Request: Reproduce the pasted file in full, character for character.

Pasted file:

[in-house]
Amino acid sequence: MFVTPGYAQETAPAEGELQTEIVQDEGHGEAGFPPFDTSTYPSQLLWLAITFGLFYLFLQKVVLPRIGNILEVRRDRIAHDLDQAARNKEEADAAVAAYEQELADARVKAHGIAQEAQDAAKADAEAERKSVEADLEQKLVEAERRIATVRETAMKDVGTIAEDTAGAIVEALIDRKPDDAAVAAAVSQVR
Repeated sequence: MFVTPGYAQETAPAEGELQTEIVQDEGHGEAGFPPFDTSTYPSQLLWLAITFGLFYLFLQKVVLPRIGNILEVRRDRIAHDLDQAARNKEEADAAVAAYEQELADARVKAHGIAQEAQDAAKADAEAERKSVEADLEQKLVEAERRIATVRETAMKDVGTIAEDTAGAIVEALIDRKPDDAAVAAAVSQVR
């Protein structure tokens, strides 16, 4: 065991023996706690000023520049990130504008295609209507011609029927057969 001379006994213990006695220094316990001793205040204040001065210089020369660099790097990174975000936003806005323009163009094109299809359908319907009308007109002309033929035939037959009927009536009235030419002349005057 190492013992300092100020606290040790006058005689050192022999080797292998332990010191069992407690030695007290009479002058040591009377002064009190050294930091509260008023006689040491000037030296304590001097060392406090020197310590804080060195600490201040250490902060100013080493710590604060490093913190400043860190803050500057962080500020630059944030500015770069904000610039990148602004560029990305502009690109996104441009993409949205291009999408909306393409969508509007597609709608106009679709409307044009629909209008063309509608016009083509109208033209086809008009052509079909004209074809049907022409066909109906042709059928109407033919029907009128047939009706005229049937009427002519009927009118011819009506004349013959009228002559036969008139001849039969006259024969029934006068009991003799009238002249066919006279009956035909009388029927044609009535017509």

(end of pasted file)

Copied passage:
[in-house]
Amino acid sequence: MFVTPGYAQETAPAEGELQTEIVQDEGHGEAGFPPFDTSTYPSQLLWLAITFGLFYLFLQKVVLPRIGNILEVRRDRIAHDLDQAARNKEEADAAVAAYEQELADARVKAHGIAQEAQDAAKADAEAERKSVEADLEQKLVEAERRIATVRETAMKDVGTIAEDTAGAIVEALIDRKPDDAAVAAAVSQVR
Repeated sequence: MFVTPGYAQETAPAEGELQTEIVQDEGHGEAGFPPFDTSTYPSQLLWLAITFGLFYLFLQKVVLPRIGNILEVRRDRIAHDLDQAARNKEEADAAVAAYEQELADARVKAHGIAQEAQDAAKADAEAERKSVEADLEQKLVEAERRIATVRETAMKDVGTIAEDTAGAIVEALIDRKPDDAAVAAAVSQVR
């Protein structure tokens, strides 16, 4: 065991023996706690000023520049990130504008295609209507011609029927057969 001379006994213990006695220094316990001793205040204040001065210089020369660099790097990174975000936003806005323009163009094109299809359908319907009308007109002309033929035939037959009927009536009235030419002349005057 190492013992300092100020606290040790006058005689050192022999080797292998332990010191069992407690030695007290009479002058040591009377002064009190050294930091509260008023006689040491000037030296304590001097060392406090020197310590804080060195600490201040250490902060100013080493710590604060490093913190400043860190803050500057962080500020630059944030500015770069904000610039990148602004560029990305502009690109996104441009993409949205291009999408909306393409969508509007597609709608106009679709409307044009629909209008063309509608016009083509109208033209086809008009052509079909004209074809049907022409066909109906042709059928109407033919029907009128047939009706005229049937009427002519009927009118011819009506004349013959009228002559036969008139001849039969006259024969029934006068009991003799009238002249066919006279009956035909009388029927044609009535017509």